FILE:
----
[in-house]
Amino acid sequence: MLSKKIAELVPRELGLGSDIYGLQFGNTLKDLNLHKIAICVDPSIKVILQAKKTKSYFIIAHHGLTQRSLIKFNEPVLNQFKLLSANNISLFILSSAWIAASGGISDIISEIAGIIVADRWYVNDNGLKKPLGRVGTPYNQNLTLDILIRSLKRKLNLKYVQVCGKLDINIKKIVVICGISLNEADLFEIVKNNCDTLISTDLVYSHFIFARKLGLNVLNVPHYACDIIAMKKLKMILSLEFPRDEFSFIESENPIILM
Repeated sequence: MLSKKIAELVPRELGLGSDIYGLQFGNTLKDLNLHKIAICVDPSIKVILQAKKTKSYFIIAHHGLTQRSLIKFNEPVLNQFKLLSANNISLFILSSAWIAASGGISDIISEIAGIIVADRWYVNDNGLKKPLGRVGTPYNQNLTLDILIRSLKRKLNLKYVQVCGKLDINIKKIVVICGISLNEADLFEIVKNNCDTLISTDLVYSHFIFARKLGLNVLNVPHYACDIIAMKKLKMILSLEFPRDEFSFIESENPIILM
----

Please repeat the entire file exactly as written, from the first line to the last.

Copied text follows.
[in-house]
Amino acid sequence: MLSKKIAELVPRELGLGSDIYGLQFGNTLKDLNLHKIAICVDPSIKVILQAKKTKSYFIIAHHGLTQRSLIKFNEPVLNQFKLLSANNISLFILSSAWIAASGGISDIISEIAGIIVADRWYVNDNGLKKPLGRVGTPYNQNLTLDILIRSLKRKLNLKYVQVCGKLDINIKKIVVICGISLNEADLFEIVKNNCDTLISTDLVYSHFIFARKLGLNVLNVPHYACDIIAMKKLKMILSLEFPRDEFSFIESENPIILM
Repeated sequence: MLSKKIAELVPRELGLGSDIYGLQFGNTLKDLNLHKIAICVDPSIKVILQAKKTKSYFIIAHHGLTQRSLIKFNEPVLNQFKLLSANNISLFILSSAWIAASGGISDIISEIAGIIVADRWYVNDNGLKKPLGRVGTPYNQNLTLDILIRSLKRKLNLKYVQVCGKLDINIKKIVVICGISLNEADLFEIVKNNCDTLISTDLVYSHFIFARKLGLNVLNVPHYACDIIAMKKLKMILSLEFPRDEFSFIESENPIILM